Blagojevich said Daley had not asked for help and he had not talked to the mayor about offering it, adding he would call Daley after he met later in the day with the state police, National Guard and others.

Daley’s office said the mayor did not know anything about Blagojevich’s comments and did not know he was going to make them.

“The mayor welcomes partnerships, not just on this issue but on a variety of issues,” said spokeswoman Jody Kawada. “Beyond that, it is difficult to comment because we don’t have any facts.”

And police department spokeswoman Monique Bond said they learned of the comments after Blagojevich made them as well, and said it was too soon to comment.

But Bond took issue with the governor’s contention that crime is “out of control” in Chicago.

In fact, she said if the current murder rate holds in the city, 2008 may end with fewer than 500 homicides and that it is expected to be one of the least deadly years in the city in the last 40 years.

The governor’s comments come at a time when violent crime has spiked in Chicago. This spring, for example, nine people were killed in 36 shootings during a weekend and Chicago Public Schools officials say more than two dozen students have been killed by gunfire since last September.

On Wednesday, Superintendent Jody Weis was grilled by members of a city council committee, who complained both about rising crime and statistics that suggested to them that the police department wasn’t doing enough to stop it.

They also come as the governor tries to find support for a massive statewide construction program that would be funded by expanded casino gambling. So far, Daley has refused to go along because he objects to the amount Blagojevich wants to charge Chicago to run a downtown casino.

Blagojevich raised that issue as he discussed the possibility of state aid with Chicago’s crime problem.

“We need help in that legislative process and the mayor could be a big help in this in getting the House Democratic leadership to pass that big capital program or versions of it,” the governor said.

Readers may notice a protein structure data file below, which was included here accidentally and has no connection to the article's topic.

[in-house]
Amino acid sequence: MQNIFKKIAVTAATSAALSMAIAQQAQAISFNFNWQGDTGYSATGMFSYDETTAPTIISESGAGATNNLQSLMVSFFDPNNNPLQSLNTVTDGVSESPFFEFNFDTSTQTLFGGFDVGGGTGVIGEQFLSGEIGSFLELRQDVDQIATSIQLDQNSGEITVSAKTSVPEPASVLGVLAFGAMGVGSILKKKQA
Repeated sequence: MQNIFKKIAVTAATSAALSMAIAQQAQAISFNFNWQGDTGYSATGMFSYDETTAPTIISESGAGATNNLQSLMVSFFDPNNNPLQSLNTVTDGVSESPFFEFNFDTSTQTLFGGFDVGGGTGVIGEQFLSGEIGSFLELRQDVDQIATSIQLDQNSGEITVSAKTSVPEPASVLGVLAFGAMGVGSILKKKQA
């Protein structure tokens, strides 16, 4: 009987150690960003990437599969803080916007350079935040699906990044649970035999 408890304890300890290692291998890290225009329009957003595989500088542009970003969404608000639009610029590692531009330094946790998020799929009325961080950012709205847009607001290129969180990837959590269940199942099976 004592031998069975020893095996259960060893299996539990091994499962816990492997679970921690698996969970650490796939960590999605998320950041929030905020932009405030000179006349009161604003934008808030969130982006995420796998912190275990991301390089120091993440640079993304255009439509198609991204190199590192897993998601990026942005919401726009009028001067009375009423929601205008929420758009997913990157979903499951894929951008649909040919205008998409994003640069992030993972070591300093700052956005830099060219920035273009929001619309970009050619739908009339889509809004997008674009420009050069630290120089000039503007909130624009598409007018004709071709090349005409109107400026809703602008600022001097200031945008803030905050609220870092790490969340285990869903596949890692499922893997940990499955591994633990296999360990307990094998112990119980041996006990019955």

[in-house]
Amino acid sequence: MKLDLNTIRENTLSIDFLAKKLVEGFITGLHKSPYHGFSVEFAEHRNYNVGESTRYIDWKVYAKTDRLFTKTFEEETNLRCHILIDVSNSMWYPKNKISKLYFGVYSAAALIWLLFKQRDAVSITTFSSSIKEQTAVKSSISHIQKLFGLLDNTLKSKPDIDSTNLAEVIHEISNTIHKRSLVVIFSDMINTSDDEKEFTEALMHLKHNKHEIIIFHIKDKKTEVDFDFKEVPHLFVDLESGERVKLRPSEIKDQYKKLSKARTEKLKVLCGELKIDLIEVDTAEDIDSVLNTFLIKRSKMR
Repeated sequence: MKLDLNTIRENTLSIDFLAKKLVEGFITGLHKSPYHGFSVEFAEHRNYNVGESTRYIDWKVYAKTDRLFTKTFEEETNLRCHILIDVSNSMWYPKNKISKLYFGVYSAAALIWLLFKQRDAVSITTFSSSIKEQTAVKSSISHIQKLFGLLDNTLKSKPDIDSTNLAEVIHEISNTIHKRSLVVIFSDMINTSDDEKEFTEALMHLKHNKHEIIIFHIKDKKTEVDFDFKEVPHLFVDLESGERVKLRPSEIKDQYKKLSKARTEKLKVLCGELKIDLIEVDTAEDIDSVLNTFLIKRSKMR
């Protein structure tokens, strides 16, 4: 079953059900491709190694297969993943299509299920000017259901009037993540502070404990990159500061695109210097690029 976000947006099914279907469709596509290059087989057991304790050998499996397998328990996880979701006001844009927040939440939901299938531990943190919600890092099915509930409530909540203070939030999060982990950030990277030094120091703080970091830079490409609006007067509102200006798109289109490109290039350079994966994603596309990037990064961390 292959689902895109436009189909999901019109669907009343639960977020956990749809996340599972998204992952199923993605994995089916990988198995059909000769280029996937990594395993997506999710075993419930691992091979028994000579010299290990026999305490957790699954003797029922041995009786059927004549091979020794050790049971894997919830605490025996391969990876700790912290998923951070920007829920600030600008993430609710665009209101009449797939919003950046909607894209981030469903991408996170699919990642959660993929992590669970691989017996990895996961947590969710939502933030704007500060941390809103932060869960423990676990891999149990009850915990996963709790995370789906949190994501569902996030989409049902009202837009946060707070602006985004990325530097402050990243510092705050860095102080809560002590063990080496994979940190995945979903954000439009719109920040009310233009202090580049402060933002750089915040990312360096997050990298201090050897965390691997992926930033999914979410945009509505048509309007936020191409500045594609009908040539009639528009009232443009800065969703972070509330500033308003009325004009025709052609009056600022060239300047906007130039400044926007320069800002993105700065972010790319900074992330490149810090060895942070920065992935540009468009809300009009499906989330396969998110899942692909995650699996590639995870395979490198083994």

Blagojevich’s offer, whether or not it comes to anything, also puts him in the position of trying to help on an issue dominating the news in Chicago.

Blagojevich said it is far more likely that state troopers would be used than guardsmen. In fact, his office moved quickly after the governor’s comments to stress in a news release that Blagojevich was not considering bringing in National Guard troops to the city.

“The only way the National Guard would be involved, if they are involved, is with the use of tactical helicopters that are currently used in narcotics operations,” spokesman Lucio Guerrero said in a prepared statement.

Blagojevich had few details, but suggested that one possibility would be to assign state troopers to areas of the city with lower crime rates, freeing Chicago police officers for areas where there is more crime.

“Maybe we can play a role in providing more manpower so that the mayor doesn’t have to make that choice between taking a police from, let’s say the North Side, and putting that police officer on the street on the South Side,” he said.

He also suggested that retired Chicago police officers and state troopers could be hired on a temporary basis to help out during the summer months when the violent crime rate typically climbs.

Obama, Political Viagra

Now is when you get worried.

By Mark Steyn

The short version of the Democratic-party primary campaign is that the media fell in love with Barack Obama but the Democratic electorate declined to. “I felt this thrill going up my leg,” said MSNBC’s Chris Matthews after one of the senator’s speeches. “I mean, I don’t have that too often.” Au contraire, Chris and the rest of the gang seem to be getting the old tingle up the thigh hairs on a nightly basis. If Obama is political Viagra, the media are at that stage in the ad where the announcer warns that, if leg tingles persist for over six months, see your doctor.